The dxf files for the control horns are loaded into the water-jet software where the layout and machine setup take place. The parts on the screen will take 10 minutes to cut and use about 7 pounds of abrasive.
The 4130 alloy 1/8" plate is loaded and clamped to the bed of the machine.

The water-jet in action.

After the completed cut you can see a risidual layer of the abrasive on the plate. The spent abrasive collects at the bottom of the tank. After about a year of use we drain the tank and remove the used abrasive and waste material from the parts.
Close-up of the cut parts. Note that we added tabs so that the relatively small parts don't fall between the slats and sink to the bottom of the 'swamp'.
Note also the precision of the cut. After minimal deburring the parts are ready for assembly.
Here we do a quick tolerance test on the 3/4" holes. The fit is so perfect that the control horns hold their position on the tube.
Next, using the lathe, we machine some aluminum tubing that will be used to firmly hold all the parts together for welding.
The tooling is in place and checked against the drawing for correct alignment. Threaded rod is used to fasten the assembly in place.
After the assembly has been welded, we will remove the fasteners and unfortunately have to destroy the tooling because it cannot be removed without cutting it free.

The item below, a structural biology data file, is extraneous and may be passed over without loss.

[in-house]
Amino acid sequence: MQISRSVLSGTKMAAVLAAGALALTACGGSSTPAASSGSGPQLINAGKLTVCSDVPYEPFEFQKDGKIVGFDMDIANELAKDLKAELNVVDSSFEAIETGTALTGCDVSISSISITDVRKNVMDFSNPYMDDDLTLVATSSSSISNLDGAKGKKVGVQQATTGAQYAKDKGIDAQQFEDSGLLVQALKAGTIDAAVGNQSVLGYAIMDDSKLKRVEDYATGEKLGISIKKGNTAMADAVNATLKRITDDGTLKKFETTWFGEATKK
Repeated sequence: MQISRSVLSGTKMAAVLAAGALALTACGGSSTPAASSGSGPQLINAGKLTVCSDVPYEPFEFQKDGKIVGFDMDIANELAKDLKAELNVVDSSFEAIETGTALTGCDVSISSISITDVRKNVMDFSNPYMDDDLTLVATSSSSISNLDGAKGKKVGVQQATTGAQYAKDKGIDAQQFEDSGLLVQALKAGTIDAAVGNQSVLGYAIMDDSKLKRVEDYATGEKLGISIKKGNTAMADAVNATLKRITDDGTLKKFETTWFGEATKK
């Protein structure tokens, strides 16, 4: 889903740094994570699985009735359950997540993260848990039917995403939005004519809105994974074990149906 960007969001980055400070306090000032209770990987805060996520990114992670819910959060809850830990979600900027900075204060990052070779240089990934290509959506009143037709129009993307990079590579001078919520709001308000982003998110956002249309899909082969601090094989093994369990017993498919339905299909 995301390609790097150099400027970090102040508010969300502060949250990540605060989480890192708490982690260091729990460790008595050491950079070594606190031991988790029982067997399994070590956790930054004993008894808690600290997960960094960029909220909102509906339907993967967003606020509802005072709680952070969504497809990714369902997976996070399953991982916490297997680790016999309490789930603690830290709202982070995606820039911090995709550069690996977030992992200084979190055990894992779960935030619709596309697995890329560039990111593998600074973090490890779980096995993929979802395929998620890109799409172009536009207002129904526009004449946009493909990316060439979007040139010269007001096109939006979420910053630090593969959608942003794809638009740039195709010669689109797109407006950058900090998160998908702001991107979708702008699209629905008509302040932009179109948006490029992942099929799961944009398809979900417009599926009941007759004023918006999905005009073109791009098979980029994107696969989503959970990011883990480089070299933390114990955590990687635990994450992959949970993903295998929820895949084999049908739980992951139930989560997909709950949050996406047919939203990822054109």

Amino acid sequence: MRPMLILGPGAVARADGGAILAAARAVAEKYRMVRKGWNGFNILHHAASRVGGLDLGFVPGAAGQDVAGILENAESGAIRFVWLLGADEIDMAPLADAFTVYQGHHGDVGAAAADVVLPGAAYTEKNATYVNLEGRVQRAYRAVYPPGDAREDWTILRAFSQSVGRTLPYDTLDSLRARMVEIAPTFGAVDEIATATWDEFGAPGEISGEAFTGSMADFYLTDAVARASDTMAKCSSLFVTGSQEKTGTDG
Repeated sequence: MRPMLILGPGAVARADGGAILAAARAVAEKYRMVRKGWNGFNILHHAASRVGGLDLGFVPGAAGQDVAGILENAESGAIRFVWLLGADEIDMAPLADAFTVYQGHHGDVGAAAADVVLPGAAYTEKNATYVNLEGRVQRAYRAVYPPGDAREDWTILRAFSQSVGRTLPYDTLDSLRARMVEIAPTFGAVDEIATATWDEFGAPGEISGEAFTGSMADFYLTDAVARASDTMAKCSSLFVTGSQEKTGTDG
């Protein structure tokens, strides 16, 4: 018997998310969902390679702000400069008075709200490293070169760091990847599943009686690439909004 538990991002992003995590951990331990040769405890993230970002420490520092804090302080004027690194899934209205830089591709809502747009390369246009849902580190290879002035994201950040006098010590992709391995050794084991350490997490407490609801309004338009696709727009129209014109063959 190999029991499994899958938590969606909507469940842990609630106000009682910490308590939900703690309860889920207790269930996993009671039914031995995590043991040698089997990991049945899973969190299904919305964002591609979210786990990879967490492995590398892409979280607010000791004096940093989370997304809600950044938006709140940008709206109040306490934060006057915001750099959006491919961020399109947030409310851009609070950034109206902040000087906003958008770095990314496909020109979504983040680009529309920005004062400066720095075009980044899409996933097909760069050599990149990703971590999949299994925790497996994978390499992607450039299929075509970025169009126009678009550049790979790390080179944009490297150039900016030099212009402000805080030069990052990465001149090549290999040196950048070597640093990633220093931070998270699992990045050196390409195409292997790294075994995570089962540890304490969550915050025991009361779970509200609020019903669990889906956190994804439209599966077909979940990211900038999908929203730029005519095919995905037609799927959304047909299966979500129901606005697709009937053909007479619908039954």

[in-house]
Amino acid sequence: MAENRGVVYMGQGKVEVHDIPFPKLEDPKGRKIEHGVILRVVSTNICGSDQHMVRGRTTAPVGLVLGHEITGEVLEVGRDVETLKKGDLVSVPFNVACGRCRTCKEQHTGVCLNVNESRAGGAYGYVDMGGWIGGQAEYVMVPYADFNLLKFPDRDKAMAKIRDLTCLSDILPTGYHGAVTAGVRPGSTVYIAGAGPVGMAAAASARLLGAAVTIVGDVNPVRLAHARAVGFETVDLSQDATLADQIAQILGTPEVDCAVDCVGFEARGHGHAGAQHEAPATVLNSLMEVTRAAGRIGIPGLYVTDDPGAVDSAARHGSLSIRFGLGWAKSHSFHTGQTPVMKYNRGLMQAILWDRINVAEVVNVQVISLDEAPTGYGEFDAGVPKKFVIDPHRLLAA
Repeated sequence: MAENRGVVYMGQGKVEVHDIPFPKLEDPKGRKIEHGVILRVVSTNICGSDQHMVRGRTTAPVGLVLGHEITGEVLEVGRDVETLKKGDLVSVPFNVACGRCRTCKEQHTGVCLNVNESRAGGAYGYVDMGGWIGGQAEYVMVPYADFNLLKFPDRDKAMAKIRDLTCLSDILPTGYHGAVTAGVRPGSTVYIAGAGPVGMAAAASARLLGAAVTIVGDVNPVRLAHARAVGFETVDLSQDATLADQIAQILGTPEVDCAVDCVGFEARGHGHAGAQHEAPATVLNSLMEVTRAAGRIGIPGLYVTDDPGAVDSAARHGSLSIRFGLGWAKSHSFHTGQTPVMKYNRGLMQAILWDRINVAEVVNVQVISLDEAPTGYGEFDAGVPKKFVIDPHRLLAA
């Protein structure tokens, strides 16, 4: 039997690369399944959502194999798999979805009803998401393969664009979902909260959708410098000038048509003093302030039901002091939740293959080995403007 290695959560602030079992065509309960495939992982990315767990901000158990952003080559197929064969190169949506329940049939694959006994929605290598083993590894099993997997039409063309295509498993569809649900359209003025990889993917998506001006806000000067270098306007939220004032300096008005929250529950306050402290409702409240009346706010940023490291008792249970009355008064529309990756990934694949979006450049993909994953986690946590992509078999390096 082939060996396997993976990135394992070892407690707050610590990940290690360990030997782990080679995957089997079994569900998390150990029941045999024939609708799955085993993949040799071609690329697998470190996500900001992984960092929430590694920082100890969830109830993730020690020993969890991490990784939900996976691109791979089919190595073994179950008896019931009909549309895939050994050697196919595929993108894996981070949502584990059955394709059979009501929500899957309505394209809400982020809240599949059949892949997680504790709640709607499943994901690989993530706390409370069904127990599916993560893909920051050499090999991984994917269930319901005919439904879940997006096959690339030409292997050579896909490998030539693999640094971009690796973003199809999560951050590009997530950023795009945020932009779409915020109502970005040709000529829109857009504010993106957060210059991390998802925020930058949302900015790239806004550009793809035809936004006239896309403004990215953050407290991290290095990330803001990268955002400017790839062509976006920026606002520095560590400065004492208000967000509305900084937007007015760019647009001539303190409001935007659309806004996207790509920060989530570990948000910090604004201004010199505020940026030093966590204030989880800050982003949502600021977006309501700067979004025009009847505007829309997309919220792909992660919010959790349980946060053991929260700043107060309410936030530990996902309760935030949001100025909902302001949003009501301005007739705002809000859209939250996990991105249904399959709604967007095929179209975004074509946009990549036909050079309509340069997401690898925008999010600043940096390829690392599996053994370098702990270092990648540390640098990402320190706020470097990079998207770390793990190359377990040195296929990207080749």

The center control horn has been tack welded here. Now we do a final fit check of the assembly installed on the tail boom prior to completing all of the welding.
All welding complete.
Completed assembly installed.
Since we do not have all of the linkage hardware at this time we quickly modeled the missing fork bolt and 3D-printed a couple so that we could connect the control horn to the elevator and test the elevator range of motion.
The 3D-printed fork bolts are threaded into the elevator push-pull tube and attached to the corresponding eye bolt for a quick test. The 3D-printed parts have just enough strength to do the test. They will eventually be replaced with flight certified hardware.
A view from the other side.

Checking the throw on the elevator bellcrank linkages.  The bright green 3D-printed fork bolts are for testing only and will be replaced prior to flight.

Elevator and Lift Struts

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Following installation of the horizontal stabilizer it was time to fabricate and install the elevators.  The fabrication technique was similar to that of the rudder.  The leading edge and trailing edge were cut to length, all holes were located and drilled, the spars were fitted, and finally the parts were all riveted together.  We also assembled and installed the elevator lift struts.

Assembled left and right elevators ready to be hinged onto horizontal stabilizer.
The lift strut extrusion is being measured for correct length. The streamlined strut material had a circular pocket that will accept a threaded insert on each side. Fork bolts will screw into the inserts.
Cutting the strut extrusion to length.
Using the calipers to measure and scribe where the holes for the threaded inserts will be drilled.
Drilling holes for the rivets that will fasten the strut to the insert.
Three 1/8" stainless rivets are placed on each side of the strut per insert.
Attaching the bottom end of the horizontal stabilizer lift strut to the bottom of the trailing edge of the vertical stabilizer using a fork bolt to eye bolt connection.